'Bodyguard' Actor Anjli Mohindra Says Nadia Role Was 'Multi-Layered' After Claims Character Added To Stereotypes

The character has faced criticism online.

Actor Anjli Mohindra has said her role as bomber Nadia in ‘Bodyguard’ was “multi-layered and complex”, amid criticism the character has added to stereotypes about Muslim people.

In a personal essay penned for Stylist Magazine, Anjli said also working on the BBC drama had taught her about self-acceptance as an Asian woman, as she discussed racism and feminism within the industry.

Anjli Mohindra played terrorist Nadia on 'Bodyguard'
Anjli Mohindra played terrorist Nadia on 'Bodyguard'

Speaking about her early experience, she wrote: “I was encouraged to put ‘White’ as my ethnicity on Spotlight, the acting database, because it was the only way to get in the casting room for parts to which I felt closest.”

Noting how it felt strange how her “skin colour has become a national talking point” thanks to her role in ‘Bodyguard’, Anjli revealed she didn’t initially want to play Nadia as she felt the role pushed Islamophobic ideas.

“My response was simple: ‘I can’t do it’,” she said.

“I didn’t want to perpetuate the seemingly Islamophobic narrative (something which, when the first episode aired, viewers accused the show of doing).”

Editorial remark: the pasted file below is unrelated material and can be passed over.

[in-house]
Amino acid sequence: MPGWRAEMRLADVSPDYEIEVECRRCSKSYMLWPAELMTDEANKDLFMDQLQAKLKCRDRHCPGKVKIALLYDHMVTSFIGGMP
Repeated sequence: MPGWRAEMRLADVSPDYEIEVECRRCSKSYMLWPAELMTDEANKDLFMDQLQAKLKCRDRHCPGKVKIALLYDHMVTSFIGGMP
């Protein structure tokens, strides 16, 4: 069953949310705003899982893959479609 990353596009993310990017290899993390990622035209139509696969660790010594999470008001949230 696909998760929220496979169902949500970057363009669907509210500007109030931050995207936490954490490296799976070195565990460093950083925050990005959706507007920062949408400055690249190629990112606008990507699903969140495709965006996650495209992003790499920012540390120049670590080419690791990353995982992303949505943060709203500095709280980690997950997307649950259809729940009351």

She said, however, that after talking to her agent, and finding out what happened at the end, she felt compelled to play the role.

“This character felt real – she wasn’t a plot device. I was able to give her a personal backstory which I then felt compelled to bring to life. The role wasn’t black or white (or even brown) - it was multi-layered and complex. Just like life.”

The revelation in the final episode that Anjli’s character, Nadia, was an engineer behind the bombings received a mixed reception on social media, with many people saying it added to stereotypes about Muslim people.

However, Anjli said that she felt the role showed the complexity of what leads people to terrorism.

“Anyone (Muslim or otherwise) can be driven to inhumane actions if they’re constantly vilified and dehumanised,” she said.

“These terror groups are funded, organised, even - however inadvertently - radicalised by people of power in the West.”

She also wrote that she felt the show had challenged gender stereotypes, due to the majority of the top jobs in the show being played by women: “Actors were chosen – irrespective of their gender – because they were ‘the best person for the job’.”

Bodyguard’s finale, written by Jed Mercurio, was watched by more than 10 million viewers on Sunday night.

Anjli will be back on screen in the upcoming ITV drama ‘Dark Heart’ later this year, playing junior detective Josie Chancellor.


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